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Photo by John Gessner
From left, Phil Sullivan, pedal steel; Eric Peterson,
electric guitar; Sarah Shook, vocals, guitar; Aaron Oliva,
upright bass. Not pictured: John Howie, Jr., drums
Stellar Second Record With Ian Schreier at Manifold
By Tom Kenny
t reads awfully close to an indie film festival
screenplay, the story of how producerengineer Ian Schreier first heard Sarah
Shock sing in a small shack turned into a
rehearsal space deep in the woods of Chatham
County, outside of Raleigh-Durham, N.C. He
was there on a weeknight as part of his day job,
chief engineer at nearby Manifold Recording.
An intern at the studio, Marco Bianchi,
had invited him; he was hoping that Schreier
would agree to track “his friend Sarah,” who
was getting ready to sing, in the big room back
at the studio as part of his internship project.
In his six months at Manifold, he was required
to do some type of independent record project,
and he wanted some quality tracks to play with
when he returned home to Italy. Manifold owner
Michael Tiemann would donate the world-class,
Wes Lachot-designed space, and Schreier would
donate his time and talent. That’s how the
internships worked.
So there he was, waiting for Sarah Shook &
the Devil to finish tuning and start rehearsing.
Shook on guitar, joined by pedal steel and an
upright bass.
“I can remember being there, drinking a PBR,
and Sarah starts singing. I just stopped,” he
recalls. “Wait, is this what I think it is? Do I now
know what it means when somebody says, ‘They
have it. The X factor,’ or whatever. It was a bit
rough at that point, sure, and I’m there as part of
Mario’s deal, but there was definitely something
about her. Something there. An authenticity.”
A couple months later, Shook and her band
came into Manifold and cut a quick and dirty
seven-song LP, with Schreier tracking. Bianchi
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Photo courtesy of “What It Takes: film en douze tableaux” by Gorman Bechard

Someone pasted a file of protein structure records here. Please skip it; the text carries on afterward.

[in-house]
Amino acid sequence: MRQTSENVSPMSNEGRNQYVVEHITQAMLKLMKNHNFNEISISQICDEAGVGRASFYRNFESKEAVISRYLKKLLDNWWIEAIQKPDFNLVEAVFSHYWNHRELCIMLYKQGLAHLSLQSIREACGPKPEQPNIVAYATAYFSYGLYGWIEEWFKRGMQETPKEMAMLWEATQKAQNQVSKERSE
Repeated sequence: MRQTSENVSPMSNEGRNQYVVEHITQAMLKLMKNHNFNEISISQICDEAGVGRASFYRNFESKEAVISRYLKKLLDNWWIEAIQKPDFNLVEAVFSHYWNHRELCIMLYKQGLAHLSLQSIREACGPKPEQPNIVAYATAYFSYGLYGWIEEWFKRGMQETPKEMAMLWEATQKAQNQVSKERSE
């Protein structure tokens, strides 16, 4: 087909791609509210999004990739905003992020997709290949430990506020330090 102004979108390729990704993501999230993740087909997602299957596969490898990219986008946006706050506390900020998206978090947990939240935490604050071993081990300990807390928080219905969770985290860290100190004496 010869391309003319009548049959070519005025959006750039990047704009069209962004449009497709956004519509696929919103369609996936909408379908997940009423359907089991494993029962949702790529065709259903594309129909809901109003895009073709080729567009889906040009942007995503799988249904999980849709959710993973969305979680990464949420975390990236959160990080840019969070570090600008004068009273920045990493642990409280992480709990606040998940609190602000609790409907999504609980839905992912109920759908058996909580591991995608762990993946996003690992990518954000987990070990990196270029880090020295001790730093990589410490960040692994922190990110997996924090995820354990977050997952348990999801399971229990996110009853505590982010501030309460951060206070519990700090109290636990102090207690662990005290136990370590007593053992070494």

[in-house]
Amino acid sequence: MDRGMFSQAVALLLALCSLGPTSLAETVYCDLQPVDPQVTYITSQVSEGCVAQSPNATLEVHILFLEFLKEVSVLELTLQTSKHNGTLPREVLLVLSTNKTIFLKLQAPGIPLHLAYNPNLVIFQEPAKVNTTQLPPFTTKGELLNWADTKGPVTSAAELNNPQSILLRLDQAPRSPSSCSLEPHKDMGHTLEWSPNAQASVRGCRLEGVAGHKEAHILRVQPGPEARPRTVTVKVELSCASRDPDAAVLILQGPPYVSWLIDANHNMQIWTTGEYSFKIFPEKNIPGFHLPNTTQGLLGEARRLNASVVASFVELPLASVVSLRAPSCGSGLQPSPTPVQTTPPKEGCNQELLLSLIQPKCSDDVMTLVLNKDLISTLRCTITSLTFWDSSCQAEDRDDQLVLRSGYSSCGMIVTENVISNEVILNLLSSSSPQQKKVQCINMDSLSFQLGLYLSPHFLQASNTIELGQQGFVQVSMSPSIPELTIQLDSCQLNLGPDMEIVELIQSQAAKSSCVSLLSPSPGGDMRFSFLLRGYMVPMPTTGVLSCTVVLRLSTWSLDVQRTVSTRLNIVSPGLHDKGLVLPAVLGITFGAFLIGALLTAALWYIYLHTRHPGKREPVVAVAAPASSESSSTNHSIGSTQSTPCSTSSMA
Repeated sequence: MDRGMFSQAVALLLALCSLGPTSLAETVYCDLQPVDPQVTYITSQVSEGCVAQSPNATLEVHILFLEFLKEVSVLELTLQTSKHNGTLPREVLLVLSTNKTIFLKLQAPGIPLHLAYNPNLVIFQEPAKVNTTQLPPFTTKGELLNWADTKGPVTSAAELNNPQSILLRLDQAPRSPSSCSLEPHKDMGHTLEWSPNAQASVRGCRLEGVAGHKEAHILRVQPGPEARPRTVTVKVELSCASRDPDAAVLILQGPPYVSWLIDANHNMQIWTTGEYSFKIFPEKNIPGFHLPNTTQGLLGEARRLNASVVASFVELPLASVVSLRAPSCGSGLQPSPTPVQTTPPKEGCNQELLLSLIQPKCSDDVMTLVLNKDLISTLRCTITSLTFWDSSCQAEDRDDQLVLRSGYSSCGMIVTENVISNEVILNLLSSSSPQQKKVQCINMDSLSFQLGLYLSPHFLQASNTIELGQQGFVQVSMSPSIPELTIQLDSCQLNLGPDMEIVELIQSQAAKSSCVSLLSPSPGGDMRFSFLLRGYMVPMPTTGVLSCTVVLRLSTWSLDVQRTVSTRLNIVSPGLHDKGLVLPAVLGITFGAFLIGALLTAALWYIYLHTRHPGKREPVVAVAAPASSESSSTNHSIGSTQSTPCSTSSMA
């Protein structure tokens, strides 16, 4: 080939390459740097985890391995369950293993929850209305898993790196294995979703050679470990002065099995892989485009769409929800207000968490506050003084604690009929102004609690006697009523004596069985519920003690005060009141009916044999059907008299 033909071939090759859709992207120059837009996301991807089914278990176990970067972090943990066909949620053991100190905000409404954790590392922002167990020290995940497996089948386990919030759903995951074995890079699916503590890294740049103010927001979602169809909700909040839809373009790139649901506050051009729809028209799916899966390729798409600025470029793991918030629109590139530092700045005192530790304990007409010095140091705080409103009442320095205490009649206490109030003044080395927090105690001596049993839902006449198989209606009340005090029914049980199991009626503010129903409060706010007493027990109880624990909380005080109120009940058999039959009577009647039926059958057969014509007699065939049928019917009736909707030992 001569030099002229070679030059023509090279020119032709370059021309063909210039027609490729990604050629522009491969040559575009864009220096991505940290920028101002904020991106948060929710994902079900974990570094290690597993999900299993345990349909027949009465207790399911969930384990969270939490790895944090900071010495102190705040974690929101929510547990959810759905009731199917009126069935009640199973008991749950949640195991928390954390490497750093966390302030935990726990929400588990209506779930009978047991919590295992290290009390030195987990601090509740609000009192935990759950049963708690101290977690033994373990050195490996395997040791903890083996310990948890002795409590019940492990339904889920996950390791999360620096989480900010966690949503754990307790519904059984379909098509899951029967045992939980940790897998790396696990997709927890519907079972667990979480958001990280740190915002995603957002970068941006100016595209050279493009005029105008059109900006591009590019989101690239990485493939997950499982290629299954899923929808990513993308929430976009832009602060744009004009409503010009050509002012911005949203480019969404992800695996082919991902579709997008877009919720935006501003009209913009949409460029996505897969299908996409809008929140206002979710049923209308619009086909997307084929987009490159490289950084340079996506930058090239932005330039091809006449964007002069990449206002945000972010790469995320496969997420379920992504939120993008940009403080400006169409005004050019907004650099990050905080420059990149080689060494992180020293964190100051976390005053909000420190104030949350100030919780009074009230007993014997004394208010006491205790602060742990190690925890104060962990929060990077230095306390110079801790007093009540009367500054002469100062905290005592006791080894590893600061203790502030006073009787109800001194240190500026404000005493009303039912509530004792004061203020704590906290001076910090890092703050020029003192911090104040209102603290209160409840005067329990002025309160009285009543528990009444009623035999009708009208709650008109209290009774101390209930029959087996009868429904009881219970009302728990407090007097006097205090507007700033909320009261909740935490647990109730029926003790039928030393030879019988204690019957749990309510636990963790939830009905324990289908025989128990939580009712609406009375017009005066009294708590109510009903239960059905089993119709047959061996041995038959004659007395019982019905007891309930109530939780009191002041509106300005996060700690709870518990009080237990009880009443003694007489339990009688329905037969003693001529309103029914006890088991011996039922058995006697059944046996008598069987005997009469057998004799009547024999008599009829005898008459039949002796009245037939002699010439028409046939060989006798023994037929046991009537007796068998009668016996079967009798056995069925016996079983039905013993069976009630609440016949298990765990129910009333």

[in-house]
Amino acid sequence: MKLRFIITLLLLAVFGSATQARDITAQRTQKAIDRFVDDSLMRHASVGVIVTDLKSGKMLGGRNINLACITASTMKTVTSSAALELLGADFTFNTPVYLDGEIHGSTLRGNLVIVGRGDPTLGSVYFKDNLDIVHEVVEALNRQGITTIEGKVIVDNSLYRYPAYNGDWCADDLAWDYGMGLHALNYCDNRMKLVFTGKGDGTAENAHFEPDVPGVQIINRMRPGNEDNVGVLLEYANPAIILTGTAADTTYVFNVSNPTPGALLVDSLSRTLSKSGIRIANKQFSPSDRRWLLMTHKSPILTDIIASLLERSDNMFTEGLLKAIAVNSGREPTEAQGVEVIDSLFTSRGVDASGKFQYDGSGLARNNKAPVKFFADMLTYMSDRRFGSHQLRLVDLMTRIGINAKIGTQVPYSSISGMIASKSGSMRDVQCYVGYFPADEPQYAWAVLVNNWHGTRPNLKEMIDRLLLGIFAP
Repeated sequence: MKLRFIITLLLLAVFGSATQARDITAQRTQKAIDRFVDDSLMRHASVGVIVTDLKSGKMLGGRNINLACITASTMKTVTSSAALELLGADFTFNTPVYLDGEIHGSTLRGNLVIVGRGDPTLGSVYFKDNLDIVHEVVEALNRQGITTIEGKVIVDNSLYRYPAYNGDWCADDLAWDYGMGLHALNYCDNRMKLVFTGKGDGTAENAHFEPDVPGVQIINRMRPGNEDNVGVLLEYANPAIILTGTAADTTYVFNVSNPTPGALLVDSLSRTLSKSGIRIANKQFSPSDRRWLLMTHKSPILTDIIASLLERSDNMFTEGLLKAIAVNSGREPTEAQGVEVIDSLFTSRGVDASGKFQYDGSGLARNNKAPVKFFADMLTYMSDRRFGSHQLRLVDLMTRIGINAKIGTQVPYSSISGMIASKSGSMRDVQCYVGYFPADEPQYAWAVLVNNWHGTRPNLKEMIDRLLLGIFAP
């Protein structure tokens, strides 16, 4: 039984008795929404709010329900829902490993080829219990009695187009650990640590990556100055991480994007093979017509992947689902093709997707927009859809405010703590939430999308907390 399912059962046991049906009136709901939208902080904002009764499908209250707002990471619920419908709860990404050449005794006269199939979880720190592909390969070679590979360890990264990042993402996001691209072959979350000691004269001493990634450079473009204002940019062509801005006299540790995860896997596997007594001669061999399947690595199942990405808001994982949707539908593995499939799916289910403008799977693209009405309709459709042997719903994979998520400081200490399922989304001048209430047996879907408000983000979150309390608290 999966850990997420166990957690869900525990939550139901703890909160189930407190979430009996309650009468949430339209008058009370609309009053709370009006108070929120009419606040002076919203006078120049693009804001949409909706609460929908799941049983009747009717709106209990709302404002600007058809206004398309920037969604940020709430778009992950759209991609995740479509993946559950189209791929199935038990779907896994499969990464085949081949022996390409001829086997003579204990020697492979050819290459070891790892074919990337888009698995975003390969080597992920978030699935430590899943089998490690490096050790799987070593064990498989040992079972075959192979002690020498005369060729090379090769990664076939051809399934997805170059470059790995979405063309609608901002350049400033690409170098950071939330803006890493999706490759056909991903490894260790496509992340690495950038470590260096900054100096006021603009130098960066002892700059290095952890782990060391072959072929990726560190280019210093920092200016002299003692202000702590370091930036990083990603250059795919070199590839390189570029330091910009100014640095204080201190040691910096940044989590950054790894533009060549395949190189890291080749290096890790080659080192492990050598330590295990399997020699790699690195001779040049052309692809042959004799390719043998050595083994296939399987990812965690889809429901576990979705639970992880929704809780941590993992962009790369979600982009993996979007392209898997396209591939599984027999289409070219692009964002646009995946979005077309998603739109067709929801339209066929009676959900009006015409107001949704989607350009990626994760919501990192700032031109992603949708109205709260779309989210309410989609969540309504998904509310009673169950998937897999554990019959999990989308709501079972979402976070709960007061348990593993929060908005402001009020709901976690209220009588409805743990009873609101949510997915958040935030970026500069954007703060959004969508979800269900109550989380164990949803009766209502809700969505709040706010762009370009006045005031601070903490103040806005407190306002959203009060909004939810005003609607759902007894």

Sarah Shook with producer Ian Schreier at the
API Vision console in Manifold Recording’s main
control room
Hers is not an overnight success
story. That’s six years of working
hard and playing hard. Breakups
and beers, band members coming
and going. Playing strange stages
night after night. Writing all the
time. She had a pretty good idea
of how she wanted her songs to sound, and she
had a bona fide musical partner in guitarist Eric
Peterson, who had been with her from back in
her Devil days.
Schreier and Shook, meanwhile, continued
to stay in touch, and a couple years after making
the LP they got together and she played him
some songs she had been working on. Some she
had recorded at home, some on her phone. For
the past year it had been mostly her and Peterson
playing live, often with a pedal steel player.
“Right away I said, ‘Sarah, you need a band
behind you, an absolutely kickass rock band,”
Schreier recalls. “’You’re playing country, but it
needs to be played with rock and roll intensity,
some edge, to bring out the ferocity of these
Shook tracking vocals in the middle of Manifold’s large main room.
Photo courtesy of “What It Takes: film en douze tableaux” by Gorman Bechard
took his copy the files home; Schreier and Shook
stayed in touch.
And now, six years later, Shook, with her new
band the Disarmers and Schreier as producer
and engineer, has just released her second fulllength, Years, on Bloodshot Records. It hit the
Billboard Americana charts in its second week,
and it’s received high critical praise across the
board. It maintains the raw and sometimes
frenetic energy of the band’s debut, Sidelong,